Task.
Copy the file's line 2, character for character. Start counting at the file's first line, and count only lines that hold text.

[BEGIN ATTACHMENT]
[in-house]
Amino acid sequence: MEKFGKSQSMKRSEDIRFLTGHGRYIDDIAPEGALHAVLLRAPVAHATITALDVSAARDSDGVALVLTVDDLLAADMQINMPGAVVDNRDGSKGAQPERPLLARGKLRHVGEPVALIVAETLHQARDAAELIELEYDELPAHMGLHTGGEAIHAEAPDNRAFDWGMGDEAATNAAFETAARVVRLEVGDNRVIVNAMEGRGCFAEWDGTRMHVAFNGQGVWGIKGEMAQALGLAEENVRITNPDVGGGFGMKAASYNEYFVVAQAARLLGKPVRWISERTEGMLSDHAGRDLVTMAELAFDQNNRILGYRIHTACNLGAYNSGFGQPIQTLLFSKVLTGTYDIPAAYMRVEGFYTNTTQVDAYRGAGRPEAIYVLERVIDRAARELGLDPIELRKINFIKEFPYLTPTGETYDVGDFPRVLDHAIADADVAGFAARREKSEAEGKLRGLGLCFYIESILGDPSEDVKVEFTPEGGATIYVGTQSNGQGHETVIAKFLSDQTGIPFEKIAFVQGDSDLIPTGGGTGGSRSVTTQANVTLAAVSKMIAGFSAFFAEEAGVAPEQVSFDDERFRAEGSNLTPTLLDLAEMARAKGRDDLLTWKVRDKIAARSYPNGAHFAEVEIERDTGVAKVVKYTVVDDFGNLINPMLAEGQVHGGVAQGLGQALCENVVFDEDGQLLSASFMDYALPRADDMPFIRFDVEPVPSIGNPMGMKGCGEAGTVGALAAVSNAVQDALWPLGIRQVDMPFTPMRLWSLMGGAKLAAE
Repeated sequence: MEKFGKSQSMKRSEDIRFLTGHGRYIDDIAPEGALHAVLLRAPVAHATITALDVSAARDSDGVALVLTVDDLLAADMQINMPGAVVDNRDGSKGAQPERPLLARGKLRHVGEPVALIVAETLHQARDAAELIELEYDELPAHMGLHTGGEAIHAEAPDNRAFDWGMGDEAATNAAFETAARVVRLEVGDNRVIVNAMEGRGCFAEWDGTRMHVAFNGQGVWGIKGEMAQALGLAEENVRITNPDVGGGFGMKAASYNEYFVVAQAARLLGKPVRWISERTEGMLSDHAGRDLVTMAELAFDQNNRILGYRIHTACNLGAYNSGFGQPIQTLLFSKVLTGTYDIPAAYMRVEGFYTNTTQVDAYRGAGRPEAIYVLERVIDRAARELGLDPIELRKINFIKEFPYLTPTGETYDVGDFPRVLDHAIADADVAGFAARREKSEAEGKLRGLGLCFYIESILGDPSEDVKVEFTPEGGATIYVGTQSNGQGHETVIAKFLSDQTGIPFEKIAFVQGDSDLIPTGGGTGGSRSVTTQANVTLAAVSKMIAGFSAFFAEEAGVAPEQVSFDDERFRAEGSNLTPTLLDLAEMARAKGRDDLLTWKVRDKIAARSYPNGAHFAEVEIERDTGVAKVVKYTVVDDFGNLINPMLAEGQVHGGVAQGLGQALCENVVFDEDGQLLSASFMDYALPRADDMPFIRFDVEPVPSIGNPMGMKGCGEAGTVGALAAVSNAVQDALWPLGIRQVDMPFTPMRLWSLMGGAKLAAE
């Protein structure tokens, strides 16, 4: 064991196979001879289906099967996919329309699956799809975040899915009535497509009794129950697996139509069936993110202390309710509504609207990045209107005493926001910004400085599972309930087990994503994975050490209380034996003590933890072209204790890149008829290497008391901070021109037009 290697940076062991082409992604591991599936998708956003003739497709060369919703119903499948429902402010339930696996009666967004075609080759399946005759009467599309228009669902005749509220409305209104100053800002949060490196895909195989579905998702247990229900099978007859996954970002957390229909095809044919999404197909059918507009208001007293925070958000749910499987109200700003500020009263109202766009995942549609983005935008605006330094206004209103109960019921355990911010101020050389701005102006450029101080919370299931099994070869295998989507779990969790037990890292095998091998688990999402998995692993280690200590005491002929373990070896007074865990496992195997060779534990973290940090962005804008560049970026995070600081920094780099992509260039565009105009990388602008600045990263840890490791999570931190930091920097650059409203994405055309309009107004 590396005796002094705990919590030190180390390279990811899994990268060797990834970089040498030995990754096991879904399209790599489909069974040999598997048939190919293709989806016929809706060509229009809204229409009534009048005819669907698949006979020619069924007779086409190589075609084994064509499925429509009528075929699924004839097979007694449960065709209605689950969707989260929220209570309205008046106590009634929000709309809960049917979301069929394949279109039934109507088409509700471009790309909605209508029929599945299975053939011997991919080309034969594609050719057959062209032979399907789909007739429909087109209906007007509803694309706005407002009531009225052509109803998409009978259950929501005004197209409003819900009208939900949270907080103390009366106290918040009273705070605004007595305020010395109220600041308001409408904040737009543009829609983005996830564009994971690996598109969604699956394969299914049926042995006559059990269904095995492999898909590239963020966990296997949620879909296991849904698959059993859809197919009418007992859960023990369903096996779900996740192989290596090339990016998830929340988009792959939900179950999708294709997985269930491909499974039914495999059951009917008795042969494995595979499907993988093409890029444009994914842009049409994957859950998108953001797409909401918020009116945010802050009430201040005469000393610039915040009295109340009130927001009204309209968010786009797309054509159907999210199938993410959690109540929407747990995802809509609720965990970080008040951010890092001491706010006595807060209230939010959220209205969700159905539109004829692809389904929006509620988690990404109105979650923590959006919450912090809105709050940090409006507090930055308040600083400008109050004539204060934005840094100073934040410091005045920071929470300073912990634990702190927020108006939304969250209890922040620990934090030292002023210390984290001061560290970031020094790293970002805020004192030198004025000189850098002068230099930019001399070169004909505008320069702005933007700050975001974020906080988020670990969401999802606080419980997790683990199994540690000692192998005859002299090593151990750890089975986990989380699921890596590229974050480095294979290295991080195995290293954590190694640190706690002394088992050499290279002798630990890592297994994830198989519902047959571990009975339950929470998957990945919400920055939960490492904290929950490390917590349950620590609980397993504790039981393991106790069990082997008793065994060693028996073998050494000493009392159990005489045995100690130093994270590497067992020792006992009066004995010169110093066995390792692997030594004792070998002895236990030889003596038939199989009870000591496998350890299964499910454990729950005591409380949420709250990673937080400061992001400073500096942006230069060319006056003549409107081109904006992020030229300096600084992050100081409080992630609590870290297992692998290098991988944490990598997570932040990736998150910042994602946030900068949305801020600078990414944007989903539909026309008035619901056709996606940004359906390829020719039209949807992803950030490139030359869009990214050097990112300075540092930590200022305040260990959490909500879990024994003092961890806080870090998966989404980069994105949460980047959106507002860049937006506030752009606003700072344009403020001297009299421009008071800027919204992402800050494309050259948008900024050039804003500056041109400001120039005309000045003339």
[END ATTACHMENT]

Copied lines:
Amino acid sequence: MEKFGKSQSMKRSEDIRFLTGHGRYIDDIAPEGALHAVLLRAPVAHATITALDVSAARDSDGVALVLTVDDLLAADMQINMPGAVVDNRDGSKGAQPERPLLARGKLRHVGEPVALIVAETLHQARDAAELIELEYDELPAHMGLHTGGEAIHAEAPDNRAFDWGMGDEAATNAAFETAARVVRLEVGDNRVIVNAMEGRGCFAEWDGTRMHVAFNGQGVWGIKGEMAQALGLAEENVRITNPDVGGGFGMKAASYNEYFVVAQAARLLGKPVRWISERTEGMLSDHAGRDLVTMAELAFDQNNRILGYRIHTACNLGAYNSGFGQPIQTLLFSKVLTGTYDIPAAYMRVEGFYTNTTQVDAYRGAGRPEAIYVLERVIDRAARELGLDPIELRKINFIKEFPYLTPTGETYDVGDFPRVLDHAIADADVAGFAARREKSEAEGKLRGLGLCFYIESILGDPSEDVKVEFTPEGGATIYVGTQSNGQGHETVIAKFLSDQTGIPFEKIAFVQGDSDLIPTGGGTGGSRSVTTQANVTLAAVSKMIAGFSAFFAEEAGVAPEQVSFDDERFRAEGSNLTPTLLDLAEMARAKGRDDLLTWKVRDKIAARSYPNGAHFAEVEIERDTGVAKVVKYTVVDDFGNLINPMLAEGQVHGGVAQGLGQALCENVVFDEDGQLLSASFMDYALPRADDMPFIRFDVEPVPSIGNPMGMKGCGEAGTVGALAAVSNAVQDALWPLGIRQVDMPFTPMRLWSLMGGAKLAAE